Ralph Ansami/Daily Globe
JULIE HALES-SMITH, left, moderates a seminar on "Building a Natural Resource Economy", Tuesday at Gogebic Community College. About 50 people attended.
IRONWOOD - Regional recreational leaders and business people gathered at Gogebic Community College Tuesday to discuss how to better capitalize on natural resources.
The day-long seminar in the Lindquist Center involved approaches to "building a natural resource economy," or what happens when "nature, culture and community connect."
Ironwood Community Development Director Michael Brown told the 50 participants who gathered for the seminar, "It doesn't stop today when you leave this room," referring to ideas developed and shared at the networking session.
The session was particularly important at at time when all-purpose trails are being planned in the Ironwood area and there's a renewed interest in heritage with the developments at the Depot and Miners Memorial Heritage Park.
A placemaking panel in the morning discussed the Iron Ore Heritage Trail, Pictured Rocks Cruises, the Wilds of Michigan and Creative Trail Collaborators in the western Upper Peninsula.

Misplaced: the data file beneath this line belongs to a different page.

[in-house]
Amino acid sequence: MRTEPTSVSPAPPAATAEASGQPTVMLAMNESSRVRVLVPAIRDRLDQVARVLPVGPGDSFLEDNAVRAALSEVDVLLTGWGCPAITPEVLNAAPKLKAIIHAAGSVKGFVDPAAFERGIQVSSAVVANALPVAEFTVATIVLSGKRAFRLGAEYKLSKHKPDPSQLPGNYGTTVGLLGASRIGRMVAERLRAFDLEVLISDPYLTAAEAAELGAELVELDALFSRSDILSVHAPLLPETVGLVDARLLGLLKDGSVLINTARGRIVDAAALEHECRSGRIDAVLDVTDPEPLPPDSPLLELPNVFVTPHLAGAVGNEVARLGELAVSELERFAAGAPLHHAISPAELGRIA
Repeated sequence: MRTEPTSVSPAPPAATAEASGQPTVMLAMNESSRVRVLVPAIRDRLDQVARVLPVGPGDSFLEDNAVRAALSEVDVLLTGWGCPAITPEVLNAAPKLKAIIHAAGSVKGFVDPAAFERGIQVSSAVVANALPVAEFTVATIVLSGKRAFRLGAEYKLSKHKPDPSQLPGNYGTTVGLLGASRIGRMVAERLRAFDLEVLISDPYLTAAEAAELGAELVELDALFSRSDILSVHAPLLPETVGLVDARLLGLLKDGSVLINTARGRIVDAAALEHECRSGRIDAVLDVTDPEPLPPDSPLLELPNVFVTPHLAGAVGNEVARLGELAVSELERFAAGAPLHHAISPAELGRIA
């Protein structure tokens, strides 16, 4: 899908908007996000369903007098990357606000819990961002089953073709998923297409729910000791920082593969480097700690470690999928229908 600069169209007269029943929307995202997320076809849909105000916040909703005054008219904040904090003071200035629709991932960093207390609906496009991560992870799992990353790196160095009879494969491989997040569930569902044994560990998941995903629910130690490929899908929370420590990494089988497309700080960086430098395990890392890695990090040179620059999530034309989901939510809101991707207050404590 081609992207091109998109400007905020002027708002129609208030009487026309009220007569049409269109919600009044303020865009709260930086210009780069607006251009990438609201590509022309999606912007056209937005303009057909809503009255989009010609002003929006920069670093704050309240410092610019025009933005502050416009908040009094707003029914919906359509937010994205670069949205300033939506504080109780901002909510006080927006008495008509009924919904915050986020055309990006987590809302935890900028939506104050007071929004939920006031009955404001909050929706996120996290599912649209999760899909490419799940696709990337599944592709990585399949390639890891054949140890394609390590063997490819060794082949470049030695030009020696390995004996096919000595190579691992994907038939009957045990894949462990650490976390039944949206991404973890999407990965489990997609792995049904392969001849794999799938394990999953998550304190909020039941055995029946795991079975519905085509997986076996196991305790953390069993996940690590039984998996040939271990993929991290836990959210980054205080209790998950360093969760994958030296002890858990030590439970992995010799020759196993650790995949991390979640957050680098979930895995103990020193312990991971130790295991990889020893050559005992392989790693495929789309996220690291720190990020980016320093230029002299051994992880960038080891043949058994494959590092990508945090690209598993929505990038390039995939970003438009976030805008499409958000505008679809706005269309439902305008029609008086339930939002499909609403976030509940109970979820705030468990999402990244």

Morning moderator Julie Hales-Smith said placemaking is defined as creating a situation in which tourists can't wait to return to an area they visited, rather than merely passing through.
She said there are many natural attractions familiar to area residents that are unknown to tourists. A slide show featured attractions such as Bond Falls, Lake of the Clouds and the Lake Superior shoreline.
Stacy Haughey, Michigan Department of Natural Resources regional coordinator, said an important part of the session involved people making contacts they can use in the future.
"It's a wonderful turnout," she said.
Other topics were "the power of parks" and communities' heritage assets.
The afternoon session included small group discussions.